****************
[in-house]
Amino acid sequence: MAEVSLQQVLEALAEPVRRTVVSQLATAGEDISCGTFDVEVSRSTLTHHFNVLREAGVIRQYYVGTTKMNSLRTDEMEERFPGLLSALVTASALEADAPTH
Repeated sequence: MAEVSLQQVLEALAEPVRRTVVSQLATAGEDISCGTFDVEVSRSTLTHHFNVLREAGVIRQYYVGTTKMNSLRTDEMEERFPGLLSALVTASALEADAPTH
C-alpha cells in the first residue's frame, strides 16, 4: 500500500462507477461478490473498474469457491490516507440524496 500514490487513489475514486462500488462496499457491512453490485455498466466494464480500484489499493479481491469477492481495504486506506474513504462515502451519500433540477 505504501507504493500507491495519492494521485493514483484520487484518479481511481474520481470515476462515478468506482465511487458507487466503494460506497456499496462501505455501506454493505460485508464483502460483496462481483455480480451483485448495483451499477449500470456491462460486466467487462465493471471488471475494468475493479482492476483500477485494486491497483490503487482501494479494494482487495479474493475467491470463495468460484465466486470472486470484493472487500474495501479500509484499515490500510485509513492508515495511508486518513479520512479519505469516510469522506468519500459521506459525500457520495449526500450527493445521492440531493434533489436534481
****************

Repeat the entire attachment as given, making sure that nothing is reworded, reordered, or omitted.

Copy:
[in-house]
Amino acid sequence: MAEVSLQQVLEALAEPVRRTVVSQLATAGEDISCGTFDVEVSRSTLTHHFNVLREAGVIRQYYVGTTKMNSLRTDEMEERFPGLLSALVTASALEADAPTH
Repeated sequence: MAEVSLQQVLEALAEPVRRTVVSQLATAGEDISCGTFDVEVSRSTLTHHFNVLREAGVIRQYYVGTTKMNSLRTDEMEERFPGLLSALVTASALEADAPTH
C-alpha cells in the first residue's frame, strides 16, 4: 500500500462507477461478490473498474469457491490516507440524496 500514490487513489475514486462500488462496499457491512453490485455498466466494464480500484489499493479481491469477492481495504486506506474513504462515502451519500433540477 505504501507504493500507491495519492494521485493514483484520487484518479481511481474520481470515476462515478468506482465511487458507487466503494460506497456499496462501505455501506454493505460485508464483502460483496462481483455480480451483485448495483451499477449500470456491462460486466467487462465493471471488471475494468475493479482492476483500477485494486491497483490503487482501494479494494482487495479474493475467491470463495468460484465466486470472486470484493472487500474495501479500509484499515490500510485509513492508515495511508486518513479520512479519505469516510469522506468519500459521506459525500457520495449526500450527493445521492440531493434533489436534481